9.3.2 Uniform Loads 136

9.4 Muller–Breslau Principle 137

9.4.1 Betti’s Theorem 137

9.4.2 Theory of Muller–Breslau Principle 138

9.4.3 Qualitative Influence Functions 139

9.5 Statically Indeterminate Beams 139

9.5.1 Integration of Influence Functions 142

9.5.2 Relationship between Influence Functions 143

9.5.3 Muller–Breslau Principle for End Moments 145

9.5.4 Automation by Matrix Structural Analysis 146

9.6 Normalized Influence Functions 147

9.7 AASHTO Vehicle Loads 149

9.8 Influence Surfaces 156

9.9 Summary 157

References 157

Problems 157

CHAPTER 10 SYSTEM ANALYSIS—INTRODUCTION 161

10.1 Introduction 161

10.2 Safety of Methods 162

10.2.1 Equilibriumfor Safe Design 162

10.2.2 Stress Reversal and Residual Stress 165

10.2.3 Repetitive Overloads 165

10.2.4 Fatigue and Serviceability 169

10.3 Summary 170

References 170

Problem 170

CHAPTER 11 SYSTEM ANALYSIS—GRAVITY LOADS 171

11.1 Slab–Girder Bridges 171

11.2 Slab Bridges 194

11.3 Slabs in Slab–Girder Bridges 198

11.4 Box-Girder Bridges 206

11.5 Closing Remarks 212

References 213

Problems 213

CHAPTER 12 SYSTEM ANALYSIS—LATERAL, TEMPERATURE, SHRINKAGE,

AND PRESTRESS LOADS 215

12.1 Lateral Load Analysis 215

12.1.1 Wind Loads 215

12.1.2 Seismic Load Analysis 216

12.2 Temperature, Shrinkage, and Prestress 221

12.2.1 General 221

12.2.2 Prestressing 221

12.2.3 Temperature Effects 222

12.2.4 Shrinkage and Creep 225

12.3 Closing Remarks 225

References 225

PART III CONCRETE BRIDGES

CHAPTER 13 REINFORCED CONCRETE MATERIAL RESPONSE AND PROPERTIES 229

13.1 Introduction 229

13.2 Reinforced and Prestressed Concrete Material Response 229

13.3 Constituents of Fresh Concrete 230

13.4 Properties of Hardened Concrete 232

13.4.1 Short-Term Properties of Concrete 232

13.4.2 Long-Term Properties of Concrete 238

13.5 Properties of Steel Reinforcement 242

13.5.1 Nonprestressed Steel Reinforcement 242

13.5.2 Prestressing Steel 244

References 246

Problems 246

CHAPTER 14 BEHAVIOR OF REINFORCED CONCRETE MEMBERS 249

14.1 Limit States 249

14.1.1 Service Limit State 249

14.1.2 Fatigue Limit State 252

14.1.3 Strength Limit State 255

14.1.4 Extreme Event Limit State 256

14.2 Flexural Strength of Reinforced Concrete Members 257

14.2.1 Depth to Neutral Axis for Beams with Bonded Tendons 257

14.2.2 Depth to Neutral Axis for Beams with Unbonded Tendons 259

14.2.3 Nominal Flexural Strength 260

14.2.4 Ductility,Maximum Tensile Reinforcement,

and Resistance Factor Adjustment 262

14.2.5 Minimum Tensile Reinforcement 264

14.2.6 Loss of Prestress 265

14.3 Shear Strength of Reinforced Concrete Members 270

14.3.1 Variable-Angle Truss Model 271

14.3.2 Modified Compression Field Theory 272

14.3.3 Shear Design Using Modified Compression Field Theory 278

14.4 Closing Remarks 289

References 289

Problems 290

CHAPTER 15 CONCRETE BARRIER STRENGTH AND DECK DESIGN 291

15.1 Concrete Barrier Strength 291

15.1.1 Strength of Uniform Thickness Barrier Wall 291

15.1.2 Strength of Variable Thickness Barrier Wall 293

15.1.3 Crash Testing of Barriers 293

15.2 Concrete Deck Design 293

References 311

Problems 311

CHAPTER 16 CONCRETE DESIGN EXAMPLES 313

16.1 Solid Slab Bridge Design 313

16.2 T-Beam Bridge Design 321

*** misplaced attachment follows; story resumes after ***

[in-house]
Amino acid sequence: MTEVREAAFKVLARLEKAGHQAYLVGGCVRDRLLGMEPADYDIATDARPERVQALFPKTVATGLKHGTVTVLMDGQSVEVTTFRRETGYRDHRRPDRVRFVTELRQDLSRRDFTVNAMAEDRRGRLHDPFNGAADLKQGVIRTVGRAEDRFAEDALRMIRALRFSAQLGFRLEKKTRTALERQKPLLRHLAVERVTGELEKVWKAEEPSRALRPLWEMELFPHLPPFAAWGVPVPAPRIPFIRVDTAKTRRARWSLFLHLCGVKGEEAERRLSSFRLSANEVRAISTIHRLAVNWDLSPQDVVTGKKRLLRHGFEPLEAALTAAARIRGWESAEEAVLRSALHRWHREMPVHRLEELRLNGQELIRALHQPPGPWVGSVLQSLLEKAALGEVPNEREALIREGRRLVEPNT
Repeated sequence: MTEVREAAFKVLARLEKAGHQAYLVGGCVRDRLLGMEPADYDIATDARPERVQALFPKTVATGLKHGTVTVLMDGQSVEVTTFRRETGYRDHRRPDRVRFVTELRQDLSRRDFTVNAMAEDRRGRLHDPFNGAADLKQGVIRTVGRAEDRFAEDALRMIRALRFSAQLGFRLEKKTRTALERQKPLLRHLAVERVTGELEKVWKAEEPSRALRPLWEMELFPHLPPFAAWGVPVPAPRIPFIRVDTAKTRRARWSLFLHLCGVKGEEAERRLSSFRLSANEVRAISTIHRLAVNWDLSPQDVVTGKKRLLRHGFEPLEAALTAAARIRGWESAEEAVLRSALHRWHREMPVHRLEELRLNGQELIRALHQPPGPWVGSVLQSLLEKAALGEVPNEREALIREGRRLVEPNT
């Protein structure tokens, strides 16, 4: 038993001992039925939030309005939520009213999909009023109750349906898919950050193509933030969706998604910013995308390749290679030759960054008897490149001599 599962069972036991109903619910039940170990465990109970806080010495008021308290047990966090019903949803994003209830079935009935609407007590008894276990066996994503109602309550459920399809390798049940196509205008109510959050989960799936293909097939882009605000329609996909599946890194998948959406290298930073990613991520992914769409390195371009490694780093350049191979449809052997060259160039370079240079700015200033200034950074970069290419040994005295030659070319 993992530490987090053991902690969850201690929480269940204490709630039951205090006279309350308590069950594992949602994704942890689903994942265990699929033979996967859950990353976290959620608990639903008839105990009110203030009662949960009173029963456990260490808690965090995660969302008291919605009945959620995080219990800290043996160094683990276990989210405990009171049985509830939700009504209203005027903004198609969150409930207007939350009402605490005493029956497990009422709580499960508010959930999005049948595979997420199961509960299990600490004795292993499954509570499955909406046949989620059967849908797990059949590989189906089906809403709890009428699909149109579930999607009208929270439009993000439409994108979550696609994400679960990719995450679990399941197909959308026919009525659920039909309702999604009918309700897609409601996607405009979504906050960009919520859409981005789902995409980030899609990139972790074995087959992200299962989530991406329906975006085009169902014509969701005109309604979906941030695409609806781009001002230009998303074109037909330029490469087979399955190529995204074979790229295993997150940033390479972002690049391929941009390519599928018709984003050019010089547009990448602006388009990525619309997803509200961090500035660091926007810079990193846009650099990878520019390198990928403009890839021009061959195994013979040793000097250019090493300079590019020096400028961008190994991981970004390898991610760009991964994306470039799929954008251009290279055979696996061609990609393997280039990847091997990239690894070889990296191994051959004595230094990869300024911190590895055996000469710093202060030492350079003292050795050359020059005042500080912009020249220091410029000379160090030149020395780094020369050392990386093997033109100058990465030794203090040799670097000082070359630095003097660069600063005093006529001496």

16.3 Prestressed Girder Bridge 340

References 359

PART IV STEEL BRIDGES

CHAPTER 17 STEEL BRIDGES 363

17.1 Introduction 363

17.2 Material Properties 363

17.2.1 Steelmaking Process: Traditional 363

17.2.2 Steelmaking Process: Mini Mills 365

17.2.3 Steelmaking Process: Environmental Considerations 365

17.2.4 Production of Finished Products 365

17.2.5 Residual Stresses 365

17.2.6 Heat Treatments 366

17.2.7 Classification of Structural Steels 366

17.2.8 Effects of Repeated Stress (Fatigue) 370

17.2.9 Brittle Fracture Considerations 372

17.3 Summary 374

References 374

Problem 375

CHAPTER 18 LIMIT STATES AND GENERAL REQUIREMENTS 377

18.1 Limit States 377

18.1.1 Service Limit State 377

18.1.2 Fatigue and Fracture Limit State 378

18.1.3 Strength Limit States 389

18.1.4 Extreme Event Limit State 389

18.2 General Design Requirements 390

18.2.1 Effective Length of Span 390

18.2.2 Dead-Load Camber 390

18.2.3 Minimum Thickness of Steel 390

18.2.4 Diaphragms and Cross Frames 390

18.2.5 Lateral Bracing 390

References 391

Problems 391

CHAPTER 19 STEEL COMPONENT RESISTANCE 393

19.1 Tensile Members 393

19.1.1 Types of Connections 393

19.1.2 Tensile Resistance—Specifications 393

19.1.3 Strength of Connections for Tension Members 396

19.2 Compression Members 396

19.2.1 Column Stability—Behavior 396

19.2.2 Inelastic Buckling—Behavior 398

19.2.3 Compressive Resistance—Specifications 399

19.2.4 Connections for Compression Members 401

19.3 I-Sections in Flexure 402

19.3.1 General 402

19.3.2 Yield Moment and Plastic Moment 405

19.3.3 Stability Related to Flexural Resistance 411

19.3.4 Limit States 421

19.3.5 Summary of I-Sections in Flexure 424

19.3.6 Closing Remarks on I-Sections in Flexure 424

19.4 Shear Resistance of I-Sections 427

19.4.1 Beam Action Shear Resistance 427

19.4.2 Tension Field Action Shear Resistance 429

19.4.3 Combined Shear Resistance 431

19.4.4 Shear Resistance of UnstiffenedWebs 432

19.5 Shear Connectors 432

19.5.1 Fatigue Limit State for Stud Connectors 433

19.5.2 Strength Limit State for Stud Connectors 434

19.6 Stiffeners 438

19.6.1 Transverse Intermediate Stiffeners 438

19.6.2 Bearing Stiffeners 440

References 441

Problems 442

CHAPTER 20 STEEL DESIGN EXAMPLES 443

20.1 Noncomposite Rolled Steel Beam Bridge 443

20.2 Composite Rolled Steel Beam Bridge 452

20.3 Multiple-Span Composite Steel Plate Girder Beam Bridge 461

References 499

APPENDIX A INFLUENCE FUNCTIONS FOR DECK ANALYSIS 501

APPENDIX B TRANSVERSE DECK MOMENTS PER AASHTO APPENDIX A4 503

APPENDIX C METAL REINFORCEMENT INFORMATION 505

APPENDIX D REFINED ESTIMATE OF TIME-DEPENDENT LOSSES 507

References 512

APPENDIX E NCHRP 12-33 PROJECT TEAM 513

Task Groups 513

APPENDIX F LIVE-LOAD DISTRIBUTION—RIGIDMETHOD 515

INDEX 517